1493-1519 1556-1648

The Holy Roman Empire, 1519-1556

Emperor Maximilian died in 1519; he was succeeded by his grandson Charles V., at the time of his election already King of Spain. Charles V. also ruled, formally, over the Austrian lands, the Burgundian Lands, the Kingdom of Two Sicilies, since 1535 over Milan. He ruled from three capitals, Brussels, Madrid and Innsbruck, and spent much time on the road. Charles V. was Emperor by title, but he was ruler of the Habsburg Empire rather than of the Holy Roman Empire.
Charles V. was almost constantly occupied with the French threat. There was the Ottoman threat; Vienna was besieged in 1529. He had to face the Comuneros Revolt in Spain and the Reformation in the Empire. The latter was complicated by the popes and the uncompromising Council of Trent.

As Charles V. was only temporarily present in the Empire, already in 1531 his brother Ferdinand was elected Roman King. During Charles' absence, Ferdinand took charge of the Empire. He resided in Vienna and took charge of the defense of the Austrian lands, of the Empire against the Ottoman Turks. The partition of the Habsburg territories into an Austrian and a Spanish line (1556) had been agreed upon long before.
The concentration of so many titles in the hands of one person spelled potential danger to the princes of the Holy Roman Empire. For centuries the Emperors had been little more than honorary presidents, the princes rather autonomous. With such a concentration of titles, he could assemble an army and force them into submission, could turn the hitherto hollow title of Emperor into a position of power. The princely opposition, already formed under Maximilian, stiffened under Charles V.; the Lutheran Reformation was an opportunity of the princes to strengthen their position.
Charles V. was adamantly opposed to the Reformation, but, for most of the time, attempted to search a diplomatic solution of the problem. His brother Ferdinand was more conciliant. The Augsburg Confession of 1530 was a first compromise; Charles V. insisted on the Council of Trent (1545-1563) be held on Imperial soil, so to facilitate the participation of Lutheran representatives; after the Schmalkaldic War 1546-1547 Charles V. was optimistic regarding a compromise solution favourable to Catholicism could be achieved in negotiations at the Diet of Augsburg (1548-1552); in 1552 this belief was shattered by the resurged princely opposition in alliance with his French archenemy. The Religious Peace of Augsburg 1555 satisfied the demands of the princely opposition; Charles V. was a broken man, resigned the next year.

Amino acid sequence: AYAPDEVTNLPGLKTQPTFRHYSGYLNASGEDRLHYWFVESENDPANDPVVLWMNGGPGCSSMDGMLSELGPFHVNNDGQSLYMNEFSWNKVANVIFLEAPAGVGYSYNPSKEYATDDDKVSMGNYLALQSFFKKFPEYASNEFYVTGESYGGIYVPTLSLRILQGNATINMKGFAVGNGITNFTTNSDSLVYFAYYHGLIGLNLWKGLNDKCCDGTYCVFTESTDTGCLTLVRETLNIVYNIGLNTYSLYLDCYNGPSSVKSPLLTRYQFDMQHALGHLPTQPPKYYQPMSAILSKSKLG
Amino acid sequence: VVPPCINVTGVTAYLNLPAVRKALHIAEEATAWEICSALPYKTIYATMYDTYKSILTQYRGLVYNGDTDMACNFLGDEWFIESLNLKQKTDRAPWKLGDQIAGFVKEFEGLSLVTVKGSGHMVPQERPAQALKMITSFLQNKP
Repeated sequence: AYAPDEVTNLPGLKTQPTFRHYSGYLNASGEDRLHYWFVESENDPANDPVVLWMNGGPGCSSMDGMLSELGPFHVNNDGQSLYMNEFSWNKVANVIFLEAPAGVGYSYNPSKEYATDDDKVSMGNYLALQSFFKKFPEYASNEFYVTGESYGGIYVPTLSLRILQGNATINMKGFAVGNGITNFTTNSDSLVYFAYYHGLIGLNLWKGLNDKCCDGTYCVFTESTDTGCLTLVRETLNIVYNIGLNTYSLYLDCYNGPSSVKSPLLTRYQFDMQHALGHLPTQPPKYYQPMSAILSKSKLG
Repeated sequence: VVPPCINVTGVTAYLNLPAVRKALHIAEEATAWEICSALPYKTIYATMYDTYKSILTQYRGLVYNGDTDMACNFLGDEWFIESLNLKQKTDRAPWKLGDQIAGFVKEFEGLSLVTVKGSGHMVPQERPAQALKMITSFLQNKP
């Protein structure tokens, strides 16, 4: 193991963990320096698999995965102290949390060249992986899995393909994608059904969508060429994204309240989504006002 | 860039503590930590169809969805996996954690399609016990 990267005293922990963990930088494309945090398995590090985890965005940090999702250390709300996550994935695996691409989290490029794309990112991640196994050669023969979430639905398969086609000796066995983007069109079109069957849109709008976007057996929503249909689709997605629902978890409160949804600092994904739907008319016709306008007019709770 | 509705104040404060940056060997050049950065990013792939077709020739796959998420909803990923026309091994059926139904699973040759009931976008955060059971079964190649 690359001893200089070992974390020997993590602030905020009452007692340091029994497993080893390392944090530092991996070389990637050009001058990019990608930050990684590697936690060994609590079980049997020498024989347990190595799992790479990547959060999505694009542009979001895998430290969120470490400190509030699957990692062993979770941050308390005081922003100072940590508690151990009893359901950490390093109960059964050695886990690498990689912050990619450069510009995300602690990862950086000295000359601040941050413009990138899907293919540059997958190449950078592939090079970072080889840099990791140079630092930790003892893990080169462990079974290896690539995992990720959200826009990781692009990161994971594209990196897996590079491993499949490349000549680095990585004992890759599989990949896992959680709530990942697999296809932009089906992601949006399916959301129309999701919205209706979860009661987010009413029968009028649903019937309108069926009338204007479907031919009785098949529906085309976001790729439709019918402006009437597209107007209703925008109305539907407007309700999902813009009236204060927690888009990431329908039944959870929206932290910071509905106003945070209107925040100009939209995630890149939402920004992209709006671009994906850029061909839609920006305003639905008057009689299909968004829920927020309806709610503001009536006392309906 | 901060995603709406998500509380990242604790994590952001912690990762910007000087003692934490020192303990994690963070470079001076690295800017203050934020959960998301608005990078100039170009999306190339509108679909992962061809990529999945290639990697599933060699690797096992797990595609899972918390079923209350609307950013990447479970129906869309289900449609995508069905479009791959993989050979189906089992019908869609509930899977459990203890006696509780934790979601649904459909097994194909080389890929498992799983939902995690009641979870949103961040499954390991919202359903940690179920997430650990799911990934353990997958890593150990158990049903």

Charles V. attempted to rule the Empire in the sense of his Grandfather. He did not continue the ambitious reform policy; he wanted to solve the church reformation issue on an Empire-wide level. While, compared to his grandfather, he had less time and energy to spend on the administration of the Empire, he not only had to deal with a more determined opposition, but also with an opposition which did not refrain from entering into a foreign alliance, detrimental to the Empire itself - in 1552 the princely opposition ceded the princebishoprics of Toul, Metz and Verdun to France.
Under Charles V., in the 1520es, the Empire experienced a breakdown of authority. Southwestern and central Germany were the site of the German Peasants' War (1524-1525); in northern Germany the Hildesheim Stifts Feud (1519-1523), the subjugation of Butjadingen, Stadland, Wursten (1525) took place. In the 1548 Pragmatic Sanction, Charles V. granted the Burgundian Lands (the Netherlands) a separate, largely autonomous status within the Empire.

Biography of Charles V., from Catholic Encyclopedia, from Columbia Encyclopedia, from Wikipedia
REFERENCE Andrea van Dülmen : Deutsche Geschichte in Daten, Bd.1 : Von den Anfängen bis 1770, München : dtv 1979

This page is part of World History at KMLA
First posted on October 8th 2003, lst revised on November 12th 2004

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